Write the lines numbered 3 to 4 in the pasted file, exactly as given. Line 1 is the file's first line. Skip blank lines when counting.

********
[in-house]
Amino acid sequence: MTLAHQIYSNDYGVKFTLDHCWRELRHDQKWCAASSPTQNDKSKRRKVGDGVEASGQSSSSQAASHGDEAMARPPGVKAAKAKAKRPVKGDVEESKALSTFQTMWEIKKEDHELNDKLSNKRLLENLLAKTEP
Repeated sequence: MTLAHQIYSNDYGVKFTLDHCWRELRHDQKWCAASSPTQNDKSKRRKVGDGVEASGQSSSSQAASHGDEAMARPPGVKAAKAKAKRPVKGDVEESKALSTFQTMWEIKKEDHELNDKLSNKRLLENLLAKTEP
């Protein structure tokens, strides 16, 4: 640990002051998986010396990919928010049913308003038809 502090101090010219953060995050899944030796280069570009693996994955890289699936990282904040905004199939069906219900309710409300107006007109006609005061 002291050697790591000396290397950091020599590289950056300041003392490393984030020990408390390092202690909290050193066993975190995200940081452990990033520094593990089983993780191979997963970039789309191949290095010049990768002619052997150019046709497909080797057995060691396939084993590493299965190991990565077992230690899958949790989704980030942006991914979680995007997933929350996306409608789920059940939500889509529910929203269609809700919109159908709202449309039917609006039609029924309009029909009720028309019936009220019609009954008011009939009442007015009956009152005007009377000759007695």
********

Repeated sequence: MTLAHQIYSNDYGVKFTLDHCWRELRHDQKWCAASSPTQNDKSKRRKVGDGVEASGQSSSSQAASHGDEAMARPPGVKAAKAKAKRPVKGDVEESKALSTFQTMWEIKKEDHELNDKLSNKRLLENLLAKTEP
């Protein structure tokens, strides 16, 4: 640990002051998986010396990919928010049913308003038809 502090101090010219953060995050899944030796280069570009693996994955890289699936990282904040905004199939069906219900309710409300107006007109006609005061 002291050697790591000396290397950091020599590289950056300041003392490393984030020990408390390092202690909290050193066993975190995200940081452990990033520094593990089983993780191979997963970039789309191949290095010049990768002619052997150019046709497909080797057995060691396939084993590493299965190991990565077992230690899958949790989704980030942006991914979680995007997933929350996306409608789920059940939500889509529910929203269609809700919109159908709202449309039917609006039609029924309009029909009720028309019936009220019609009954008011009939009442007015009956009152005007009377000759007695």